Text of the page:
Tiny tractors add interest to annual farm equipment show in East Huntingdon
Activities on the last day of Sunday’s annual Hammer-In and Plow Days in East Huntingdon were curtailed as sporadic thunderstorms moved through the area.
Tractors and other machinery assembled for the event by the Fort Allen Antique Farm Equipment Association mostly remained quiet after plowing and parade the day before.
Visitors who braved the soggy conditions still had plenty to hold their attention, including dozens of model tractors and implements on display by ex-farmers and Unity neighbors David Ludvik and Daryl Weaver.
Ludvik has amassed over 800 tractor models designed as replicas of those sold by various manufacturers. But the green John Deere tractors are his favorite, both the full-size ones and the static 16th-scale versions.
“I just love driving John Deere tractors,” he said. “I always thought it was a good, comfortable tractor.”
Although Ludvik has transitioned from farming to a paving business, collecting model tractors keeps him connected to his farming heritage.
“I’ve always loved farming,” he says. “It’s in your blood.”
One of his latest acquisitions is a model of a large articulated tractor that runs on tracks instead of tires – a throwback to early tractors but with high-tech controls.
“It’s mostly for a smoother ride and less soil compaction,” Ludvik said of the tractor, noting that he was content to own the miniature version. “I couldn’t race the real thing if I had it,” he said. “Everything is computer controlled.”
Weaver collects his family’s favorite Allis-Chalmers orange tractor models, four of which remain on the farm. Among his more interesting designs is a pre-1939 tractor with bare steel wheels rather than tires.
Although the company has been swallowed up by mergers, toymakers are still making Allis-Chalmers replicas “for people who had them back then and would love to have a model,” Weaver said.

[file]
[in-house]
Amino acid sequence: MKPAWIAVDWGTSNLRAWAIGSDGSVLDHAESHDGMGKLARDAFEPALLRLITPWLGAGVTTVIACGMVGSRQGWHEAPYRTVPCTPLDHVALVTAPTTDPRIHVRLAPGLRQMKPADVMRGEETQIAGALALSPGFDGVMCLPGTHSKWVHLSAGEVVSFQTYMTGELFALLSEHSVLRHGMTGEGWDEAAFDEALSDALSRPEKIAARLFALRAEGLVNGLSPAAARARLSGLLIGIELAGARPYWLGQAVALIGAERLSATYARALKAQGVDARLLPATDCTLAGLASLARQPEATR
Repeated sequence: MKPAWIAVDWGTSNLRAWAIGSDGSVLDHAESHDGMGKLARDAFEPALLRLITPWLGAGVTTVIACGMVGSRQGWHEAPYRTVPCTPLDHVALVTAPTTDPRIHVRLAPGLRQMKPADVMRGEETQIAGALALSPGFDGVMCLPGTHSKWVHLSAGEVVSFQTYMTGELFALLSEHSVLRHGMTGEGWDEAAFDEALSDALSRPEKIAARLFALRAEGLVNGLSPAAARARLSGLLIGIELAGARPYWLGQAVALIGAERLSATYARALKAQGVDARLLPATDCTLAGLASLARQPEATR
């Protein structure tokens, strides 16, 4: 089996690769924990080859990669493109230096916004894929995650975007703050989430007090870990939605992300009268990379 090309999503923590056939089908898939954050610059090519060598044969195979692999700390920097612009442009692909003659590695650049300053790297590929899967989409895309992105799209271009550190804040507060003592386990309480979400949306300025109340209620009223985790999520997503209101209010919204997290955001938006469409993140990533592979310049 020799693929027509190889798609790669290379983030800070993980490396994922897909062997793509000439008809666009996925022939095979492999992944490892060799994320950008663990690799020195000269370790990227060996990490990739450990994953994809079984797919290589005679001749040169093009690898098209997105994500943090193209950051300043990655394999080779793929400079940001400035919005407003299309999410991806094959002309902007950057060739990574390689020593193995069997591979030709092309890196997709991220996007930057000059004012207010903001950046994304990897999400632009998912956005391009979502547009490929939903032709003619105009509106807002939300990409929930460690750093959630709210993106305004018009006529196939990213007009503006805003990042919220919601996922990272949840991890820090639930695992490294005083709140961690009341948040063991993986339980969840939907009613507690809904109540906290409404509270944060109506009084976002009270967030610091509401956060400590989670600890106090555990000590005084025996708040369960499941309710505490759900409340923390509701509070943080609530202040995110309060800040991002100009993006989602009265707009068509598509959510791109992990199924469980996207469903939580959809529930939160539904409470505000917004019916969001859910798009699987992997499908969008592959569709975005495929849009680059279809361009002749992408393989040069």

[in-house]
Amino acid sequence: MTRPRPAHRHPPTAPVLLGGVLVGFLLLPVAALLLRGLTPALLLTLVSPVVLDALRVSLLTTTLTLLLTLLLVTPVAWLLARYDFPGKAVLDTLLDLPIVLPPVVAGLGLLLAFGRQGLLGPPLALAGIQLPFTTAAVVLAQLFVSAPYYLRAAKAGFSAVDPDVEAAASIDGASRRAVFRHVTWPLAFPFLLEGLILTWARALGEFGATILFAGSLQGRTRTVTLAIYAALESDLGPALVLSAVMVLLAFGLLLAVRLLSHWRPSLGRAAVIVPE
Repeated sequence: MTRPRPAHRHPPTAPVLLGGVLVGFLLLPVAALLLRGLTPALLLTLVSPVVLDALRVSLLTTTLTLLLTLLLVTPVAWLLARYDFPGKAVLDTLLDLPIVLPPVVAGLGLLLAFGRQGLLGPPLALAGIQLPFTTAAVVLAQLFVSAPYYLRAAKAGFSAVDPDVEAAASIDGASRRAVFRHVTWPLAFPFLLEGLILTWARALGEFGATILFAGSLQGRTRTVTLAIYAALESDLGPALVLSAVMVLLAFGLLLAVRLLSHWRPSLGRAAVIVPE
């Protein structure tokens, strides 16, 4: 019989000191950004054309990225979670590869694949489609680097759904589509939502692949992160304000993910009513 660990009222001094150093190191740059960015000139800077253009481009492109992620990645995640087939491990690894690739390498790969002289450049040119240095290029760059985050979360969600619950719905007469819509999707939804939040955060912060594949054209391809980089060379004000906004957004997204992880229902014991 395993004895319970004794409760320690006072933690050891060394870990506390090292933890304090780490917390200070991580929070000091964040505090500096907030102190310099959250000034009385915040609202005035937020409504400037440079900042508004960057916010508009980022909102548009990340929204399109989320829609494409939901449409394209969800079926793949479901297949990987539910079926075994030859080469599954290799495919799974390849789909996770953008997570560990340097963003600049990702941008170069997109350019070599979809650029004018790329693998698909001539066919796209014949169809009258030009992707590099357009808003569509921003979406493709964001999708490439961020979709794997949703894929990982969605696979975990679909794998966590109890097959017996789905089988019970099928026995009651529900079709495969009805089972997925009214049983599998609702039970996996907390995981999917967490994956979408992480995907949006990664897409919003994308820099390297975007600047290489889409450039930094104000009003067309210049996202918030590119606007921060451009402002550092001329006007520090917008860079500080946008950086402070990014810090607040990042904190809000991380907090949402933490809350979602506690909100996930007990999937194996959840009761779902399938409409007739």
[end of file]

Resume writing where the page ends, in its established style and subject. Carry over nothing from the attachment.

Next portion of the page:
Collecting model tractors is much cheaper than owning and operating real tractors, Weaver said, but “they can get quite expensive.”
He would like to add some tractor tools, like a sprayer and a baler, to his collection.
“They sell for $200 to $300 each,” he said. “I’ll wait for them to put them on sale.”
Other miniatures on display at the event included a model train setup donated by Danny Grimm of East Huntingdon as a permanent feature on the association grounds.
Five trains of varying scales spin and weave through tunnels and over wooden trestles he has made by hand. The layout started as a simple trail around his family Christmas tree, but expanded to include custom touches like a log cabin inspired in part by Grimm’s house.
“I made it for my kids and grandkids, as a little hobby for them,” Grimm said. “I kept adding more, and it kind of overtook my porch. I’d put it up every year and then tear it down.
Although it will bring the train’s locomotives and wagons home during the winter, the route will remain and may be expanded in the future.
“It will be fine to leave it here,” he said.
Wet conditions outside did not hamper activity inside the large forge on the association’s grounds. Members of a group of blacksmiths who meet there weekly were on hand to hammer small decorative items, including a metal hook with a heart-shaped end.
With help from members, visitors were able to twist strands of baling twine donated by the Greensburg Agway store into lengths of rope available for purchase.
As the rain slowed, an intrepid operator jumped into a Farmall tractor to finish plowing a hillside field on the land that will be planted by a local farmer.